Change Your Hostname in CentOS 8

Changing your computer or servers hostname is an infrequent activity for most. But if you are like me periodically I will hastily provision a VM. And only realize after the provisioning is complete that I should have used a more descriptive hostname. Or to have chosen a hostname that fits in the theme of the other servers (Middle Earth, Stormlight Archive, Planets, etc…). But sometimes that process can be tedious and end up with you questioning if you got it right. Fortunately it is easy to change your hostname in CentOS 8.

The ever useful “hostnamectl” command makes this a simple process. If you execute the command with no options it will give you the current hostname as well as many details about the system.

[bdoga@host ~]$ hostnamectl
   Static hostname: host.bdoga.local
         Icon name: computer-vm
           Chassis: vm
        Machine ID: b1ce9c049f6d4a9589ad540ae9aa1c43
           Boot ID: 1906ec0120c246aa84bd407e46a237b6
    Virtualization: kvm
  Operating System: CentOS Linux 8 (Core)
       CPE OS Name: cpe:/o:centos:centos:8
            Kernel: Linux 4.18.0-147.8.1.el8.lve.1.x86_64
      Architecture: x86-64

Change Your Hostname in CentOS 8

As shown in the example above, this servers hostname is “host.bdoga.local”. But I am ready for a change, and want to start naming my servers with Stormlight Archive Names. One of my favorite characters is Kaladin, and I want to have this server on my full domain “”. So to change the domain name to “” I would issue the following command.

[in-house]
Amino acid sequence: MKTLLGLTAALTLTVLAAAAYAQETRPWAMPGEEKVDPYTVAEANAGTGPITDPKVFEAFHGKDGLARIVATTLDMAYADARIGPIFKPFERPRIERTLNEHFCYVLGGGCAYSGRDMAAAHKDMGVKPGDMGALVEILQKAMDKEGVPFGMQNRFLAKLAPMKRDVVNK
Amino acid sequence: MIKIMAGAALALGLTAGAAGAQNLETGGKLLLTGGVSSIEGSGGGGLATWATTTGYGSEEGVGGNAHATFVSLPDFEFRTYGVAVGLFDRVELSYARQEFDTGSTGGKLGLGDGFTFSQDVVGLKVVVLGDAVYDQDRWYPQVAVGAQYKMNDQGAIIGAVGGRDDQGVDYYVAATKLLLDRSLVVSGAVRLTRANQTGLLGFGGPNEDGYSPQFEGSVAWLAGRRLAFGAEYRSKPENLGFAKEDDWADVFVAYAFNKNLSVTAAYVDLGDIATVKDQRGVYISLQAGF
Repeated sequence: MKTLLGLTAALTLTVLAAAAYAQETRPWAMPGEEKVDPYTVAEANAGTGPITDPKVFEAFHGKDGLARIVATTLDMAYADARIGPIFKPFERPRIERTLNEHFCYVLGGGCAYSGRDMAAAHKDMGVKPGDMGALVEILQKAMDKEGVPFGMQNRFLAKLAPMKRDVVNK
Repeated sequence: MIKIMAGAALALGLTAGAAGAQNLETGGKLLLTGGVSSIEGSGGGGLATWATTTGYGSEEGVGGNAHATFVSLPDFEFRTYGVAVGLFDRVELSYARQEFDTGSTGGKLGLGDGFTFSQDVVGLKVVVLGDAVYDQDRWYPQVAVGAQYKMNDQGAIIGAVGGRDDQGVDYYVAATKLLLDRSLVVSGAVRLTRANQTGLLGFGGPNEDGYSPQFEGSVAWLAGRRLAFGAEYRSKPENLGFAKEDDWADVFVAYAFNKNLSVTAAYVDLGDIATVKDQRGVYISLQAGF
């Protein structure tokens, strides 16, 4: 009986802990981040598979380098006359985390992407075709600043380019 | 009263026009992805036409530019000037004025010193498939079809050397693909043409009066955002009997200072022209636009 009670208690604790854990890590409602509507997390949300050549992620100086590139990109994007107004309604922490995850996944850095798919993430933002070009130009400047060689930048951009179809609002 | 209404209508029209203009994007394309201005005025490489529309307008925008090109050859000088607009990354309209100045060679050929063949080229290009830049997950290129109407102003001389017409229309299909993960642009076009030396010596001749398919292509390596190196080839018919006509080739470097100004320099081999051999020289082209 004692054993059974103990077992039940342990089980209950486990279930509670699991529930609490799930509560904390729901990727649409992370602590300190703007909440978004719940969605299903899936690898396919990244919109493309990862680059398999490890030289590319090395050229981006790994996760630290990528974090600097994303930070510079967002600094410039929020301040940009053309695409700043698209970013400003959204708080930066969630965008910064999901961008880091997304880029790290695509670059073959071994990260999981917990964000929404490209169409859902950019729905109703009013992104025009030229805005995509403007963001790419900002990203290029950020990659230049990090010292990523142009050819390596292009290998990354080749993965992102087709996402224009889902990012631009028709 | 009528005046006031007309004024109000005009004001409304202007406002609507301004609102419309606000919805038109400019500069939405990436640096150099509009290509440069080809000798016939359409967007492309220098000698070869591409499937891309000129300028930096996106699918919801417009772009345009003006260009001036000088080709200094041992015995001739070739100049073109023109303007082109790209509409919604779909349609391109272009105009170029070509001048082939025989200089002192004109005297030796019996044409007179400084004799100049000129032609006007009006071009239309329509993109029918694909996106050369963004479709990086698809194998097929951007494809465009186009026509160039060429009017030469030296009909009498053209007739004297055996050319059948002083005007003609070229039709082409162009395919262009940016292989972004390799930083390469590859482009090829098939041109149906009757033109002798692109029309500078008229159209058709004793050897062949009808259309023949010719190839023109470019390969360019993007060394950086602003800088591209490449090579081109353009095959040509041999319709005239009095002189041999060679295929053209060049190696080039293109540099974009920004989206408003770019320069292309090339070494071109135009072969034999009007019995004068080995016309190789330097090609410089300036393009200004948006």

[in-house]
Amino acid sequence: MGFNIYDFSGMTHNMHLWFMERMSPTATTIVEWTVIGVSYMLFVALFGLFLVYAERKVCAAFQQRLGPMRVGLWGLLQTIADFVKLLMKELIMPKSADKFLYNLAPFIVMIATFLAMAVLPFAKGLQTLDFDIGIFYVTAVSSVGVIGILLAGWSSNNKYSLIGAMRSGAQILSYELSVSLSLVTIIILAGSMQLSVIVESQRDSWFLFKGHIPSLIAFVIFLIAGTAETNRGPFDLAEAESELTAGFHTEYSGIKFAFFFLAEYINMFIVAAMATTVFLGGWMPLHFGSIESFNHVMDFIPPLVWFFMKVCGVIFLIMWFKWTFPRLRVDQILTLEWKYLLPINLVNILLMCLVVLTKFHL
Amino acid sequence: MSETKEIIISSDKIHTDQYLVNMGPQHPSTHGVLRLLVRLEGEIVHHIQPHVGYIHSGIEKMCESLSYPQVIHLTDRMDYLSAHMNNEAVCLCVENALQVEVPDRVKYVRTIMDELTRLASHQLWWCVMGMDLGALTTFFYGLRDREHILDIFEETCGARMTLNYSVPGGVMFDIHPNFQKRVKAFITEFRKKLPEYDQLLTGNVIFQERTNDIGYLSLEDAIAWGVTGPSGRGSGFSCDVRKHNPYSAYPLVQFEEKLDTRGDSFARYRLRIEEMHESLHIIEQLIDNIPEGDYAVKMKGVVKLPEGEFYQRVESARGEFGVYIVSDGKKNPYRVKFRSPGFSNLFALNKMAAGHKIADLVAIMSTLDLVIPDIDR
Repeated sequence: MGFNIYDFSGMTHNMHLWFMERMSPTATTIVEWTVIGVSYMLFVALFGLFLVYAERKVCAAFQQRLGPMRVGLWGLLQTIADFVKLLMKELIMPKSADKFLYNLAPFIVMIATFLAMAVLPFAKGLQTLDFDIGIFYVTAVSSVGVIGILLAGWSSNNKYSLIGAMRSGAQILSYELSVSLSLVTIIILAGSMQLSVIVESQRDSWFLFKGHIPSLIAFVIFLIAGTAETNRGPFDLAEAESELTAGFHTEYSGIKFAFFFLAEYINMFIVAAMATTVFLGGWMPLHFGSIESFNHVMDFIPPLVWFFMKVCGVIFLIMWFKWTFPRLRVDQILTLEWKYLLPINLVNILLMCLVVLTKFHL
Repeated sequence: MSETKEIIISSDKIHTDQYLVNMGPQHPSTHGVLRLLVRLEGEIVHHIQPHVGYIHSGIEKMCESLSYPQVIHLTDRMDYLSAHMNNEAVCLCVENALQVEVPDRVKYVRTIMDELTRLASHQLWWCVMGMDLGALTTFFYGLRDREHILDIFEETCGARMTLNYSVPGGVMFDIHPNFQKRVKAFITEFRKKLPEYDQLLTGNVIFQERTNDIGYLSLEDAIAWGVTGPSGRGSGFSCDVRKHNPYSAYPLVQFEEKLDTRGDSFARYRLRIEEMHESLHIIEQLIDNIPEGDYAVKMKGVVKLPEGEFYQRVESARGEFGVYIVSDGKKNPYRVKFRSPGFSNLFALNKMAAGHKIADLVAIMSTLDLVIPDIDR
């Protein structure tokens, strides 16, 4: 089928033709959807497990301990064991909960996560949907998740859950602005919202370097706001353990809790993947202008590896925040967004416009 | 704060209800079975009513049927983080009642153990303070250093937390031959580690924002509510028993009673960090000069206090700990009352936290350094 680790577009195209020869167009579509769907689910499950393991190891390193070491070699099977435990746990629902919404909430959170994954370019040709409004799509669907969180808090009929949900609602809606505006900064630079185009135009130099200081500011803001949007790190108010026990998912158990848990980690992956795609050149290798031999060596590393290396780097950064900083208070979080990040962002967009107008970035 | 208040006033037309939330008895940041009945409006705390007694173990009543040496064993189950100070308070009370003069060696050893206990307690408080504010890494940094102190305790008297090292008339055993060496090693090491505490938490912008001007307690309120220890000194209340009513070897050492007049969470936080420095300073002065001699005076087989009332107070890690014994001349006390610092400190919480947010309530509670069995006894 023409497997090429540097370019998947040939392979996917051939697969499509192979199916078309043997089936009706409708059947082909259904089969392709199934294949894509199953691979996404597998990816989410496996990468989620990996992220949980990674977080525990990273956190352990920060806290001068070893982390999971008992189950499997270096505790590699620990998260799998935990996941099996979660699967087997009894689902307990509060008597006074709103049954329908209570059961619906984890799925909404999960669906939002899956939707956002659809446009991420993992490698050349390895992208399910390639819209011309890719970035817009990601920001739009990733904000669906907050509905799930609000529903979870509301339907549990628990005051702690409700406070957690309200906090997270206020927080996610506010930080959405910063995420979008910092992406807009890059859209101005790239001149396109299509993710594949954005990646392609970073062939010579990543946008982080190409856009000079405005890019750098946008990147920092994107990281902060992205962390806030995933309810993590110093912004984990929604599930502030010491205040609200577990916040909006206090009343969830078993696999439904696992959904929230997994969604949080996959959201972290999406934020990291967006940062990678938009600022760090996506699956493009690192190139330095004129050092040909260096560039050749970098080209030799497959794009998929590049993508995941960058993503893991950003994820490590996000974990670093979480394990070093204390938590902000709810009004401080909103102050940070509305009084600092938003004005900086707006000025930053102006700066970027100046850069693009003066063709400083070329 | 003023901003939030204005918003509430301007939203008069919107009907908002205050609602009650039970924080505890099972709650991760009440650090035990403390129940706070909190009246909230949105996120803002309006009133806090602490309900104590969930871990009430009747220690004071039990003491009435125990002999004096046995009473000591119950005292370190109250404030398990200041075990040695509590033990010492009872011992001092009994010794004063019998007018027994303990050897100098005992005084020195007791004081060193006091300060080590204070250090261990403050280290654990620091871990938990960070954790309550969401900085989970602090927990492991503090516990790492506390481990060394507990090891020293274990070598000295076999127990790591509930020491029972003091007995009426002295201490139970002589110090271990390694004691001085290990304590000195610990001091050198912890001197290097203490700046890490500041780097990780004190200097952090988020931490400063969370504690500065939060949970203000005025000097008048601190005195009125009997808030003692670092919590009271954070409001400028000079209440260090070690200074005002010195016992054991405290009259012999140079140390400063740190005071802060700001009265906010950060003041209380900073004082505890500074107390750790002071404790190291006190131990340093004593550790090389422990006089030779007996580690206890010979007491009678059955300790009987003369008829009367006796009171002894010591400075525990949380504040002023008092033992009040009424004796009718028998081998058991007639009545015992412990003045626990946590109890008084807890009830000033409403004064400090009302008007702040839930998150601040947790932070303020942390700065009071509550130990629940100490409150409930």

[bdoga@host ~]$ sudo hostnamectl set-hostname

After issuing the command you will not see any sort of confirmation. You should just be greeted with an empty command prompt, but with your new hostname.

[bdoga@host ~]$ sudo hostnamectl set-hostname
[bdoga@kaladin ~]$

And there you have it, you have changed your hostname in CentOS 8. This method should also work for Ubuntu 16.04+, Debian 8.0+, CentOS 7+, and other Systemd based systems.

To learn some more details about this and other tools for changing your hostname on Centos 8 please visit linuxize’s post.

And feel free to check out some more of our content regarding CentOS based systems. Or visit some of our posts that will help you increase your Command Line prowess.

Fix Apt NO_PUBKEY Error

If you have used Debian, Ubuntu, Mint or any other linux distribution that uses APT based package management system. You are sure to have run into the NO_PUBKEY error. It can be marginally frustrating but fortunately it can be easy to fix the apt NO_PUBKEY error and get your system back up and ready to roll.

What is the NO_PUBKEY error?

The APT NO_PUBKEY error shows up when the public/private key pair has changed for one of your APT repositories. When this happens, if your local system or server does not have the correct public key, then it cannot verify the repository. And therefore you get the error. This process is in place to ensure you don’t accidentally download packages from an unknown APT source.